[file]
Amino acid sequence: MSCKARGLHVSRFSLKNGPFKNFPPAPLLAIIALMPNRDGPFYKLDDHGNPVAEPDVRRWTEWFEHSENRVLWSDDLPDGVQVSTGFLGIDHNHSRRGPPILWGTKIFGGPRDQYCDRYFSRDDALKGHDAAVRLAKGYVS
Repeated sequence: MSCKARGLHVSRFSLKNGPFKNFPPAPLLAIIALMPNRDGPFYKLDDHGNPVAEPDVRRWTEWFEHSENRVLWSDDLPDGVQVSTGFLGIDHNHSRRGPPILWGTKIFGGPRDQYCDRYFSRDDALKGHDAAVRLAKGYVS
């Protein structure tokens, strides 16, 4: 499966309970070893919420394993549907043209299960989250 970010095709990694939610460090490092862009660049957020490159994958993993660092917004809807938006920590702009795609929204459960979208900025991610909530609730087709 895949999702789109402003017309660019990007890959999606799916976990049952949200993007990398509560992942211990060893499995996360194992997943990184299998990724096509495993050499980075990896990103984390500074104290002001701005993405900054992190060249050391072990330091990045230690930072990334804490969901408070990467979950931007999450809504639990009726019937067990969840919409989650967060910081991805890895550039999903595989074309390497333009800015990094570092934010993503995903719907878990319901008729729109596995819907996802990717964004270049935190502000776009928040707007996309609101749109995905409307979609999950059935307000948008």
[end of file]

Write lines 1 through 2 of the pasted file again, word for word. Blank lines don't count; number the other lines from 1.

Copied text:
Amino acid sequence: MSCKARGLHVSRFSLKNGPFKNFPPAPLLAIIALMPNRDGPFYKLDDHGNPVAEPDVRRWTEWFEHSENRVLWSDDLPDGVQVSTGFLGIDHNHSRRGPPILWGTKIFGGPRDQYCDRYFSRDDALKGHDAAVRLAKGYVS
Repeated sequence: MSCKARGLHVSRFSLKNGPFKNFPPAPLLAIIALMPNRDGPFYKLDDHGNPVAEPDVRRWTEWFEHSENRVLWSDDLPDGVQVSTGFLGIDHNHSRRGPPILWGTKIFGGPRDQYCDRYFSRDDALKGHDAAVRLAKGYVS